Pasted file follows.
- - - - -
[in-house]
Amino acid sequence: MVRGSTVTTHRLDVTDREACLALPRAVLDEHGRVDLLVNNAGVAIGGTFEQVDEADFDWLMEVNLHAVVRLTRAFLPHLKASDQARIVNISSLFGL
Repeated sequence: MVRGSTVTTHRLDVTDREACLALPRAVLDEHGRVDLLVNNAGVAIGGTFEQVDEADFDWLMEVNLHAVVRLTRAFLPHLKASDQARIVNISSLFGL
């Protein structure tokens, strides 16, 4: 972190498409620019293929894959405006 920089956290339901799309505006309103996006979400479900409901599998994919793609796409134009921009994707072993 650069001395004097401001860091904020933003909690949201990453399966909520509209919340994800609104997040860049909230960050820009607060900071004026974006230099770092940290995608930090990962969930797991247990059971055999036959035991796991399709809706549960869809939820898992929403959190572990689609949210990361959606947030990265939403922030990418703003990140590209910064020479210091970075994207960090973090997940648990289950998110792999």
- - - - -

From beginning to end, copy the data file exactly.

[in-house]
Amino acid sequence: MVRGSTVTTHRLDVTDREACLALPRAVLDEHGRVDLLVNNAGVAIGGTFEQVDEADFDWLMEVNLHAVVRLTRAFLPHLKASDQARIVNISSLFGL
Repeated sequence: MVRGSTVTTHRLDVTDREACLALPRAVLDEHGRVDLLVNNAGVAIGGTFEQVDEADFDWLMEVNLHAVVRLTRAFLPHLKASDQARIVNISSLFGL
């Protein structure tokens, strides 16, 4: 972190498409620019293929894959405006 920089956290339901799309505006309103996006979400479900409901599998994919793609796409134009921009994707072993 650069001395004097401001860091904020933003909690949201990453399966909520509209919340994800609104997040860049909230960050820009607060900071004026974006230099770092940290995608930090990962969930797991247990059971055999036959035991796991399709809706549960869809939820898992929403959190572990689609949210990361959606947030990265939403922030990418703003990140590209910064020479210091970075994207960090973090997940648990289950998110792999």